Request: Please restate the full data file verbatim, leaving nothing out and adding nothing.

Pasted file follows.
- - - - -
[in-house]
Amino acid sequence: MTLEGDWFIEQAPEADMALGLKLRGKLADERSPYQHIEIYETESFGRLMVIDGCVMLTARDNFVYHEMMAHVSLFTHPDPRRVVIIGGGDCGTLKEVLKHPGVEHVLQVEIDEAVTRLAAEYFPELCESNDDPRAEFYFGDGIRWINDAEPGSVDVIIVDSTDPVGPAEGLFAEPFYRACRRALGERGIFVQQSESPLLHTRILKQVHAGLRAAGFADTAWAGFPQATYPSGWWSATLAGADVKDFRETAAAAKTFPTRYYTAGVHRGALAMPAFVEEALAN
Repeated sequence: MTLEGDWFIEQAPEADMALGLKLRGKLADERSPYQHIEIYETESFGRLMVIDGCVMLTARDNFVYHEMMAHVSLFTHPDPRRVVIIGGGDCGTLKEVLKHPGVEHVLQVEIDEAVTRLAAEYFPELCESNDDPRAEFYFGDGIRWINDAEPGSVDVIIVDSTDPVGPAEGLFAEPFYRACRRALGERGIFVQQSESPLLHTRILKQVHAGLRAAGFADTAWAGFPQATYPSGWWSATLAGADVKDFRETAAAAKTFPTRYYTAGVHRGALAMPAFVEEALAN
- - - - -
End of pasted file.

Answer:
[in-house]
Amino acid sequence: MTLEGDWFIEQAPEADMALGLKLRGKLADERSPYQHIEIYETESFGRLMVIDGCVMLTARDNFVYHEMMAHVSLFTHPDPRRVVIIGGGDCGTLKEVLKHPGVEHVLQVEIDEAVTRLAAEYFPELCESNDDPRAEFYFGDGIRWINDAEPGSVDVIIVDSTDPVGPAEGLFAEPFYRACRRALGERGIFVQQSESPLLHTRILKQVHAGLRAAGFADTAWAGFPQATYPSGWWSATLAGADVKDFRETAAAAKTFPTRYYTAGVHRGALAMPAFVEEALAN
Repeated sequence: MTLEGDWFIEQAPEADMALGLKLRGKLADERSPYQHIEIYETESFGRLMVIDGCVMLTARDNFVYHEMMAHVSLFTHPDPRRVVIIGGGDCGTLKEVLKHPGVEHVLQVEIDEAVTRLAAEYFPELCESNDDPRAEFYFGDGIRWINDAEPGSVDVIIVDSTDPVGPAEGLFAEPFYRACRRALGERGIFVQQSESPLLHTRILKQVHAGLRAAGFADTAWAGFPQATYPSGWWSATLAGADVKDFRETAAAAKTFPTRYYTAGVHRGALAMPAFVEEALAN